Sunday, 23 June 2013

The Impact Factor

As a budding academic, I hear all too often about the importance of the 'impact factor'; that is, how likely articles from a journal are to be referenced in a later article. It's a somewhat controversial measure of how "good" a journal is, but the journals with the biggest reputations (eg Science, Nature) do seem to have the highest impact factors anyway. Frankly, at my stage, I'm still happy enough if anyone seems interested in publishing something I've been involved in writing so it doesn't particularly bother me if the impact factor is 0.01, but no doubt if things progress then at some point I'll probably have to start choosing to submit to higher impact journals.

Despite just writing a paragraph about it, this blog entry wasn't meant to be about the impact of journals and articles. It was about the impact we have on patients. Sometimes, I think it's easy to get wrapped up in the numbers and figures. A busy day of surgical receiving becomes 4 query appendicitis, 6 diverticulitis, a renal colic, the stab wound in A&E and 3 from GP still to be seen. Another 5 blood results awaited, 3 abdominal films to chase and would radiology please hurry up and report that CT scan. Yes, we care about our patients deeply, but sometimes what we do becomes so routine that we may forget that although this is our 24th acute abdomen, for the patient it's the first time in hospital or the most terrifying thing they've ever experienced. Even for those patients who we see regularly - the chronic pancreatitis after another alcohol binge, the poorly controlled Crohn's disease desperate to avoid a stoma - their interaction with the health service is likely to have a significantly greater impact on them than it does on us.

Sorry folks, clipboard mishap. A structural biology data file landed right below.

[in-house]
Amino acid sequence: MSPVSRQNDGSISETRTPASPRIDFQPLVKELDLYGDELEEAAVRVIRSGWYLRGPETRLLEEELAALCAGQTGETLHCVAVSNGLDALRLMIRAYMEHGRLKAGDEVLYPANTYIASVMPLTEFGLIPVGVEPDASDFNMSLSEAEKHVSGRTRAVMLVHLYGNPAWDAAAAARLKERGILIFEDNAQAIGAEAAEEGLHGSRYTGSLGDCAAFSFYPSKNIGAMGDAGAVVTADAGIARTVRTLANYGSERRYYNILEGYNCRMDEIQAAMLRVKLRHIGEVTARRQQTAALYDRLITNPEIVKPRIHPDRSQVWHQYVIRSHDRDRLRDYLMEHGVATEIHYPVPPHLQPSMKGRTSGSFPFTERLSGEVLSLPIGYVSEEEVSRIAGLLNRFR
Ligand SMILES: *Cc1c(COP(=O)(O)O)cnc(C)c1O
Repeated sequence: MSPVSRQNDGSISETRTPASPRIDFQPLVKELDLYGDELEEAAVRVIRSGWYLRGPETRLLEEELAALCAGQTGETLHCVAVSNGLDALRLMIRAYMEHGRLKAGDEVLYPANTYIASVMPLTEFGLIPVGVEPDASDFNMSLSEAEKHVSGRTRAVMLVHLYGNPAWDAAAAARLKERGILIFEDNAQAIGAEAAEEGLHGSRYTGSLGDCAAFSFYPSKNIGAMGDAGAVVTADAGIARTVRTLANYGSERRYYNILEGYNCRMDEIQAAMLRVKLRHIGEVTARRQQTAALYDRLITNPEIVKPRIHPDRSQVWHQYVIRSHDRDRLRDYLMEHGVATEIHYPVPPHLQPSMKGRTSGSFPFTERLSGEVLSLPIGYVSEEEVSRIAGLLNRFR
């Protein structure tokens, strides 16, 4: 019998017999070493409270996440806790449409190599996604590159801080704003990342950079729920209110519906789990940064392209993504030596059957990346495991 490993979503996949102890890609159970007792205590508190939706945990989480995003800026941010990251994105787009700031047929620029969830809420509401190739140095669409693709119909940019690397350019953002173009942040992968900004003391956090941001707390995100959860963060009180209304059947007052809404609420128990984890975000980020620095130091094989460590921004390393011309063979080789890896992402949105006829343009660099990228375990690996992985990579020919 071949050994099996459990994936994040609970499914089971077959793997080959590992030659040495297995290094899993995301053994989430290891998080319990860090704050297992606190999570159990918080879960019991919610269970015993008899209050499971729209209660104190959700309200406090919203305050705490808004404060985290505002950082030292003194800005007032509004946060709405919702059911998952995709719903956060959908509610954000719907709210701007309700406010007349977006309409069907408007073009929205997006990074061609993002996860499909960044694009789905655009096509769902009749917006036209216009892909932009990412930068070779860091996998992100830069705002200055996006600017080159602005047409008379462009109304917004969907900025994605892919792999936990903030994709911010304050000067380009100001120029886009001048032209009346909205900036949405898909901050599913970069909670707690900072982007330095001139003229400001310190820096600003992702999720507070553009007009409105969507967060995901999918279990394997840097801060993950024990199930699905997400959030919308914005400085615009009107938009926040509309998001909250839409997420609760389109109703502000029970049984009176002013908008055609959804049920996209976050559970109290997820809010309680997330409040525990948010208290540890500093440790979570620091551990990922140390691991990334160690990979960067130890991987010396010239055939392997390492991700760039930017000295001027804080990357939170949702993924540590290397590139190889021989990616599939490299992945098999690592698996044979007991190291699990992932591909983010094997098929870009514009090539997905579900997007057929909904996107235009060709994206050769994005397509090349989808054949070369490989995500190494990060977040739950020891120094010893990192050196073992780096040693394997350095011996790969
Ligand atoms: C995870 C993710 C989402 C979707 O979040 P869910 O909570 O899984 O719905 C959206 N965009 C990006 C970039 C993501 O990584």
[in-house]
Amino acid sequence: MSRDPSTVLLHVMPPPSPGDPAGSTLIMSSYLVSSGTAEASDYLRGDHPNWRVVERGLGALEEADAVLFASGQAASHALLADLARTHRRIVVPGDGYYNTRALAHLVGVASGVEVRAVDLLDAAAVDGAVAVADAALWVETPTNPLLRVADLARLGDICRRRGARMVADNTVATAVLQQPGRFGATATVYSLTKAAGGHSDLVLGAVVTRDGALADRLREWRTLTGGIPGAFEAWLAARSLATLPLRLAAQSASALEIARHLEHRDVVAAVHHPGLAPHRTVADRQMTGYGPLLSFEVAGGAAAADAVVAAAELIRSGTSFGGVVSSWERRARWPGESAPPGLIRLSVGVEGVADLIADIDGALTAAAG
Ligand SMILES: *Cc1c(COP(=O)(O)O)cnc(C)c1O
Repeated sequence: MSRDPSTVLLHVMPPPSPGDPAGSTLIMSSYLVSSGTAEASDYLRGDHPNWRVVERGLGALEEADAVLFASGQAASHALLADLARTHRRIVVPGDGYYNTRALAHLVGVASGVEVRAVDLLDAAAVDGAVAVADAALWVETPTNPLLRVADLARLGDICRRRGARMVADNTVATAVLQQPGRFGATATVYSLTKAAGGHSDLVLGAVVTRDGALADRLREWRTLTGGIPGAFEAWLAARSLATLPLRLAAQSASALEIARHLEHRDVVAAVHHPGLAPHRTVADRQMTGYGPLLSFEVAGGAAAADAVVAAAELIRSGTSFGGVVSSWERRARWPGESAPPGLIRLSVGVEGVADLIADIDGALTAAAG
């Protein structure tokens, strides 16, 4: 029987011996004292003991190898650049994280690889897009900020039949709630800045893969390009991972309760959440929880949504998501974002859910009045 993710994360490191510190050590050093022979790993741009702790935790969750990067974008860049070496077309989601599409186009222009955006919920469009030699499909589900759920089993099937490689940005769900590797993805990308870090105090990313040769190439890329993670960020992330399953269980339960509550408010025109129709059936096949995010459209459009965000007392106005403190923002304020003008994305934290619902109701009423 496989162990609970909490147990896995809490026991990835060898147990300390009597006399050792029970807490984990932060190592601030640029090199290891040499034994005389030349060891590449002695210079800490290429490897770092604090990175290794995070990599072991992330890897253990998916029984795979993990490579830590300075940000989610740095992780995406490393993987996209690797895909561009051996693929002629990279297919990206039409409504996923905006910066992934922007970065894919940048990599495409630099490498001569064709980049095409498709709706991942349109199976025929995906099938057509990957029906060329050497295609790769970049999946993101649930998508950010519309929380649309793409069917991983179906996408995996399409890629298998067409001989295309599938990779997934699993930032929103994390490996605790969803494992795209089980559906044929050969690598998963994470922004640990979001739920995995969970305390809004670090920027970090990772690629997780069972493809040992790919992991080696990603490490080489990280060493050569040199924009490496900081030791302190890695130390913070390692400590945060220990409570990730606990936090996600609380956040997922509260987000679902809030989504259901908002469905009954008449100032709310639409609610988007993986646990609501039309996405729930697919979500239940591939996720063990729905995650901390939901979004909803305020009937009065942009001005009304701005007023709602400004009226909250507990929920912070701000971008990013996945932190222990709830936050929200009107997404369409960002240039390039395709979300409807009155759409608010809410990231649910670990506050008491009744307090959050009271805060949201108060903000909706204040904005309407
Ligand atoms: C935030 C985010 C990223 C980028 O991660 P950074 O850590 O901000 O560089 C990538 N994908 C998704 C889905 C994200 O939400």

I was recently in a bar with a colleague when a lady approached us. "I know you" she said to him. He looked momentarily embarrassed and I assumed he had no idea who she was. Her next sentence took me (although I suspect not him) by surprise. "You're the doctor who saved my husband's life". I didn't go into details with him about what had happened, but it was clear that in the course of going about his daily work he had made a huge difference to this family (and, I suspect, many others). She was very pleasant, updated him with how things were, wished us a good night (and said it was great to see that doctors were humans who you saw drinking in pubs in town like normal people - but that's definitely a different topic...) and went on her way. I was surprised by how very uncomfortable my colleague seemed with this. He muttered something about "just doing my job" to me and returned to his pint. 

The "just a job" attitude is an incredibly difficult one to get right. After more and more guidelines about what we can say on Twitter or the photos we shouldn't put on Facebook, many doctors have become fed up with the constant attempts to control our out of work lives. This has resulted in many of us (myself included) taking the staunch position of "it's only a job". I don't think that this is wrong. I go to work, do my job and hopefully do it well, and then I go home to the kind of social life I choose. I don't believe that drinking more than my recommended alcohol intake or (god forbid) having a cheeky cigarette makes me less competent at what I do. Where this attitude falls down, though, is that it makes us more likely to forget how important what we do is. We're privileged enough to be involved in some of the most important times of families' lives. Let's not forget the impact each of our interactions will have on a patient and their loved ones.

1 comment:

  1. Nice article. We face similar, but less heroic, dilemma as medical students. I feel a bit uncomfortable meeting people I clerked in public. But it is always nice if they approach & start chatting.


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